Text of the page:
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Why You Should Take Your Dog On Your Next Photoshoot

By May 22, 2014March 20th, 2016Blog, Photo

Why You Should Take Your Dog On Your Next Photoshoot  by Jen Schmidt

My little dog — a heartbeat at my feet. ~Edith Wharton


Dogs laugh, but they laugh with their tails. ~Max Eastman, Enjoyment of Laughter


It’s been said that dogs are not our whole lives, but they make our lives whole. I can’t imagine life without a dog. Frankly, I don’t want to – it’s too bleak and seems a lot less fun. (I think the longest I’ve ever gone without a canine companion was from age 5 to 9 ½, during which I begged my parents for a puppy daily.)


In my household our dogs are esteemed, respected and well-loved family members. If you at any point in the day hug your pooch, enjoy a round of puppy kisses or stare deep into his soulful eyes, consider bringing your furry friend on your next family photo shoot.

Odds are good you have cherished photos with your other friends and family. Why not your four-legged bestie who knows you better than anyone? Their lives are so fleeting – 10-15 years at best fly by with astonishing speed. Dogs add an unmistakable element of surprise and spontaneity to a photo shoot. At the very least, your pup loves you, and odds are he can make you smile. There’s even scientific evidence to back this statement up, as dogs increase oxytocin levels and reduce stress (—-its-better-you-think/#.U3w5FGi99vA)

If you’re reading this thinking, yes, I love her but I’m worried Bailey would knock over the camera person/get the kids muddy/run into the water and shake all over us/something even worse, don’t despair. There are right ways and wrong ways to approach a canine encounter with a camera. Some steps for success:

Bring treats. Unless your dog is so well trained he can do a handstand riding a horse bareback, and even then, bring treats. Most dogs haven’t been around cameras and/or your photographer and/or your location before, and all of these things can be very distracting. A few tasty morsels in your pocket can help keep your pup focused.


Tire them out beforehand. Especially if your beast is a high-energy retriever-type or a young puppy (or even a young-at-heart slightly older dog) a little walk, hike or swim a few hours before the shoot will work wonders. If you’re planning on some candid activity photos like this during your shoot, don’t tire the dog out to the point of exhaustion – just enough to take the edge off.

2014-05-20_0005Make sure your dog is clean, e.g. if your dog runs through the mud on your morning walk, take the time to clean him off before your shoot. You’d think this would be self-explanatory, but it takes all kinds.

1782358_10152305260065979_70832702_oChoose a handler. If there’s someone the dog usually listens to best, make sure that person understands they are going to lead the rest of you in keeping the dog calm during the shoot. Dogs get confused when too many voices are chiming in.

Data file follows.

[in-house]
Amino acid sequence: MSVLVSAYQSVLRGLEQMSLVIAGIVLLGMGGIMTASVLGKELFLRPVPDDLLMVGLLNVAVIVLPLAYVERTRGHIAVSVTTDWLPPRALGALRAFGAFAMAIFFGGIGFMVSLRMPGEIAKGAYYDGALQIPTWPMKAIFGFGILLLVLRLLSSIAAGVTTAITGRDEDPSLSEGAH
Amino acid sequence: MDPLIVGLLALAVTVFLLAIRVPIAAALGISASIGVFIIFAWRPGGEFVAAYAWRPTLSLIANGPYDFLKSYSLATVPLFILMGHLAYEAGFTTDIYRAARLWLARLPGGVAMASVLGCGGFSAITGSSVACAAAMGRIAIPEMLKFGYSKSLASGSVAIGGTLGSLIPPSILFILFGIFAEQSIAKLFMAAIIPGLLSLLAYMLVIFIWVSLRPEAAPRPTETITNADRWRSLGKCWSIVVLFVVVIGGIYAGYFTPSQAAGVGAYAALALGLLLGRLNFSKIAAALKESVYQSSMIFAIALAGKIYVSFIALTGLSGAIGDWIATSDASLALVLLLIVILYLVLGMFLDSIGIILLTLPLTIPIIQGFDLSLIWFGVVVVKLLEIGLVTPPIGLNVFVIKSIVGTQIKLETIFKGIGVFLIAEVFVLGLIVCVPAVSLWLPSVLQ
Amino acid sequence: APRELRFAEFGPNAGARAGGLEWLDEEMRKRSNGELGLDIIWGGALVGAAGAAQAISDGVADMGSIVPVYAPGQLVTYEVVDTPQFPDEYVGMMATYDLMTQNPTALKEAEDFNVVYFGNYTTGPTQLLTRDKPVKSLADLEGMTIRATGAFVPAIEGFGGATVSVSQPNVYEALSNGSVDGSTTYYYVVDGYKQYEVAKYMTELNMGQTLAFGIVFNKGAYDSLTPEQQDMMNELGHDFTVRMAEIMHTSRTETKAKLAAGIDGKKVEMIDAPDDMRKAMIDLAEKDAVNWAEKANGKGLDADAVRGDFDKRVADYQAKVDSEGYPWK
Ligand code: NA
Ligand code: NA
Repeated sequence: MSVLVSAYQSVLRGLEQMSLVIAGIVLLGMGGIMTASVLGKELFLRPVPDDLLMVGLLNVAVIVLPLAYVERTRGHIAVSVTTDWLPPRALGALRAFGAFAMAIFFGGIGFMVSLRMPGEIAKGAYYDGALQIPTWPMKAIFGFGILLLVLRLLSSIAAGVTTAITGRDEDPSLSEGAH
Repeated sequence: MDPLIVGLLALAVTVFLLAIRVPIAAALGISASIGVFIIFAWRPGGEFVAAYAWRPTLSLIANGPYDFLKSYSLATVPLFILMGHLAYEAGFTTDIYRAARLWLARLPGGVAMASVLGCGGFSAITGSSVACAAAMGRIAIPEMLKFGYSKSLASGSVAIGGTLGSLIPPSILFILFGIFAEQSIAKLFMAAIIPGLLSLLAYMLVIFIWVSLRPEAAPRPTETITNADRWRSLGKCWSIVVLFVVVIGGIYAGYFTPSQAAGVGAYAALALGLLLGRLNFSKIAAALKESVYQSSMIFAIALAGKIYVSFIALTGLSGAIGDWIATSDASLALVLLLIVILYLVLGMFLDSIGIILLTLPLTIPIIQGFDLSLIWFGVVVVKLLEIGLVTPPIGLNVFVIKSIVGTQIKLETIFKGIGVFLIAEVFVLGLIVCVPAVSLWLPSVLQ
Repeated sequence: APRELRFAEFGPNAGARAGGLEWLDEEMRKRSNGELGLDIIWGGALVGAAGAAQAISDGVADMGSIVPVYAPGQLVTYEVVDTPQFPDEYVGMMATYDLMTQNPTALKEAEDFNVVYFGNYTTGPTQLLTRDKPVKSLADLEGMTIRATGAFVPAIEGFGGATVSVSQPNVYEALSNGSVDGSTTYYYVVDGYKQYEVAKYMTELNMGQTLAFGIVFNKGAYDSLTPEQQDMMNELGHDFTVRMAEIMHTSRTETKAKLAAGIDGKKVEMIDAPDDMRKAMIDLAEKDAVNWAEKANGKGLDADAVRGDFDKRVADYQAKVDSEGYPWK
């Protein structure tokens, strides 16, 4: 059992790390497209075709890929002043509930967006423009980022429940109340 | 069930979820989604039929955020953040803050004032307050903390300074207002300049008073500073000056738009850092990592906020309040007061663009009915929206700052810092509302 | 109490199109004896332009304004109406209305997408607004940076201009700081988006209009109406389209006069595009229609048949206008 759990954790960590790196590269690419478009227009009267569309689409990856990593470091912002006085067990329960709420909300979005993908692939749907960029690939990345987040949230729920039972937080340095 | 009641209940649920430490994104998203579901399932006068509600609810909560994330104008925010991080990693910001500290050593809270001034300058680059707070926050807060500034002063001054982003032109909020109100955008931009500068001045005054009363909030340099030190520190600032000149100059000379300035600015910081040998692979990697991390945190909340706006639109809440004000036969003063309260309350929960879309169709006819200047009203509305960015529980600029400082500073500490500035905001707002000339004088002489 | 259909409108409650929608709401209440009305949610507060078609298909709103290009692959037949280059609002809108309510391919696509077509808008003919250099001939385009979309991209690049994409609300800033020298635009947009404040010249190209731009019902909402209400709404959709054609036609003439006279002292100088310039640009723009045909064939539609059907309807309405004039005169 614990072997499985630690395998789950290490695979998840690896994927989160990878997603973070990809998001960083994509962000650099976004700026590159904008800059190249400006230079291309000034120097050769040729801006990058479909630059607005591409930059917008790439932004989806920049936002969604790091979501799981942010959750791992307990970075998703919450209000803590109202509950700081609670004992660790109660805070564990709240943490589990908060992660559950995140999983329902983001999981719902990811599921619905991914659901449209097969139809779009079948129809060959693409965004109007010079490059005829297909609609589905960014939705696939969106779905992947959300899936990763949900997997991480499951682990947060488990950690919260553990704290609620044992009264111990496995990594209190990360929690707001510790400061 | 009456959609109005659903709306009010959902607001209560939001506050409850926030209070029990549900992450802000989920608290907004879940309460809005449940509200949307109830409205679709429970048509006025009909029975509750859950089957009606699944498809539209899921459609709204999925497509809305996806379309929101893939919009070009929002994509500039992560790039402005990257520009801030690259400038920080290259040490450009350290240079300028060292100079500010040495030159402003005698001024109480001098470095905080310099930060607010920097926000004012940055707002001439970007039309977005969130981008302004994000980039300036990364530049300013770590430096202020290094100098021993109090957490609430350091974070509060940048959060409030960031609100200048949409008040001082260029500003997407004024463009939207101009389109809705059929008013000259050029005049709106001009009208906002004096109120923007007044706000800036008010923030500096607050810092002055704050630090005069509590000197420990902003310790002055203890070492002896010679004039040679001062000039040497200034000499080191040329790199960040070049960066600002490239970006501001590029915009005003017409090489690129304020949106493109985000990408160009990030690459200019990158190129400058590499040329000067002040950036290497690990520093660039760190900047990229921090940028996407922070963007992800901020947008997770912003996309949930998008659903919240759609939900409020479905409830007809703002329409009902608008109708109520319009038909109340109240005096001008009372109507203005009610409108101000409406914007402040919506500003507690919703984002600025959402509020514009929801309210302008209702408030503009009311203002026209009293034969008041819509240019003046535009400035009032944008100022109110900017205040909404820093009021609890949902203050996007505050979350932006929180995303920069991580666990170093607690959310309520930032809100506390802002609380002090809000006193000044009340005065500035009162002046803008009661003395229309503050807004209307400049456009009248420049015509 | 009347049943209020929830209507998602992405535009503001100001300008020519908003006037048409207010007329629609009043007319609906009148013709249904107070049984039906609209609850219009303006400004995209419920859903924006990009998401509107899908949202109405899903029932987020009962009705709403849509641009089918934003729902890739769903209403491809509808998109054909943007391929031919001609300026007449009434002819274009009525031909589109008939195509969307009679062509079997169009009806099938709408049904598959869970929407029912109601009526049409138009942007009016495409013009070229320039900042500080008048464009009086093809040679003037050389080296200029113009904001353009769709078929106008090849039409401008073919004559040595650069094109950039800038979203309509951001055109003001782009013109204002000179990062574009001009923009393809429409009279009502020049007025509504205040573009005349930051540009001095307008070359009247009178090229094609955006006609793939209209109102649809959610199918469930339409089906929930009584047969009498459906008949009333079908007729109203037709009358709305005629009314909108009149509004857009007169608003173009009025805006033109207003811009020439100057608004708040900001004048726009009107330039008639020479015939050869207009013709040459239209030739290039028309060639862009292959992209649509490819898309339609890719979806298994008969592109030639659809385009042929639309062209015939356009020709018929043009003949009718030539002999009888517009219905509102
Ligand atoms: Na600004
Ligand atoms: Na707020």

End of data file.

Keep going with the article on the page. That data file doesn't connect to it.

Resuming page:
1532022_10152157767025979_464997148_oBring a leash. Even if your dog doesn’t normally wear a one! They’re instrumental in making sit mean sit, and stay mean stay. If all you have is a ratty chewed up leash, maybe borrow a slightly-nicer-looking one from a friend or invest in something simple and clean, because it’s probably going to be visible in some photos.

2014-05-20_0007Get comfortable. If you think your dog may need a little time to get relaxed with the location/situation/photographer, let your photographer know and maybe you can schedule a little time before the session to set your pup’s mind at ease.

241965_10151052486520979_266460095_oWear clothes you’re OK getting dirty. As you hopefully know, dogs love to roll/swim/chase/run and generally get filthy. Even the well-trained ones. It’ll be more fun for you if you’re wearing dog-friendly clothing, so you can feel stress-free during your shoot rather than panicking because your sweet lab ruined a very expensive white dress. (If you’re tense, believe me, the camera picks it up.) If you do wear shmancy clothing, be aware that you might have to roll with some muddy paw prints and still look happy.

174932_10151250644505979_1582421866_oHave fun! If your hound runs off into the water or plays keepaway with a stick, go with it. These moments are the type of moments that make having a dog worthwhile, so rather than tense up because the dog isn’t doing exactly as he’s told, embrace the element of play. If you have a great photographer you’re going to get some dynamic, magical moments that express all the fun and love in your family’s relationship with this animal. After all, your dog loves you more than anything in the world.

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by Jen Schmidt

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